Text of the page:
Angkor Hospital for Children (AHC) is a Cambodian pediatric teaching hospital providing free treatment. In addition to the many challenges faced by health workers in developing countries, Cambodia suffered the decimation of its medical workforce by the Khmer Rouge and subsequent civil war. In the last 2 decades, the country has been rebuilding and retraining doctors and nurses. However, most of the pediatric morbidity and mortality in Cambodia arises from infectious diseases and perinatal complications, where consequently the majority of resources are focused. This leaves most pediatric oncology patients without access to diagnostics or treatment.
In October 2013, AHC commenced a hematology-oncology project. An oncology fellow was appointed in 2015, and a multidisciplinary team gradually developed, comprising nursing, laboratory, pharmacy, and social work departments. In 2017, the Hematology-Oncology Unit was formed, incorporating 2 senior doctors, which rendered the project more sustainable. This program is supported by a partnership between the American Society of Hematology (incorporating various specialist partners) and Health Volunteers Overseas (ASH-HVO). They provide on-site, off-site, and remote training and technical support and pathology services.
We aim to show how a pediatric oncology program can be set up in a low-resource setting without in-country expertise, using external networks, and to discuss the inherent challenges.
The core AHC and off-site team are shown in Table 1. They are supported by the general medical and nursing staff, a wider network of international volunteers, and in particular by the hospital management, including the chief executive officer, who devised the strategic plan.
The partnership with ASH-HVO incorporates pediatric oncologists from Seattle Children’s Hospital, Wisconsin Children’s Hospital, and St Jude’s Children’s Research Hospital, who provide regular remote technical advice and guidance on case diagnosis and management. They are supported by a wider network of multidisciplinary HVO volunteers (laboratory, pharmacy, and nursing) from children’s hospitals across the United States. ASH-HVO also enabled AHC to join the VIVA-St. Jude network, bringing further training and support from regional specialists.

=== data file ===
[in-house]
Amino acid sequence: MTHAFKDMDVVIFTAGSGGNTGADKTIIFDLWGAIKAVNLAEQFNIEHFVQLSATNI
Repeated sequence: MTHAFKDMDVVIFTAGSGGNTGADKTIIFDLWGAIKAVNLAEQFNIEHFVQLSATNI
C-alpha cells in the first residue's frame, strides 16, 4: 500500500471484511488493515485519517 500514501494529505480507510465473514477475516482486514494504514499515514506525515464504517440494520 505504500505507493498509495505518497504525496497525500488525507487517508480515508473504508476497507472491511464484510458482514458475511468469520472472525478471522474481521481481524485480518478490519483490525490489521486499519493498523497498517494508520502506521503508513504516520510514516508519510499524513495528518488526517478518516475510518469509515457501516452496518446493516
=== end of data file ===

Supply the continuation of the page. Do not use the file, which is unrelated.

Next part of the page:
Education and technical support
AHC has a Skype conference with ASH-HVO pediatric oncologists twice per month, allowing for case discussion and advice, mentoring, and education. In between these conferences, they provide technical advice as required via email. This is supported by face-to-face teaching at AHC at least 3 times per year for the oncology team and the general medical and nursing staff. In addition to the medical volunteers, ASH-HVO has sent oncology nurses, a hematopathologist, and an oncology pharmacist to the site. The ASH-HVO nurses have helped to develop an oncology-nursing curriculum, and the ASH-HVO oncologists have helped to develop protocols and guidelines for treating various oncological conditions and preparing and administering chemotherapy. All such protocols are approved by AHC’s medical department before use.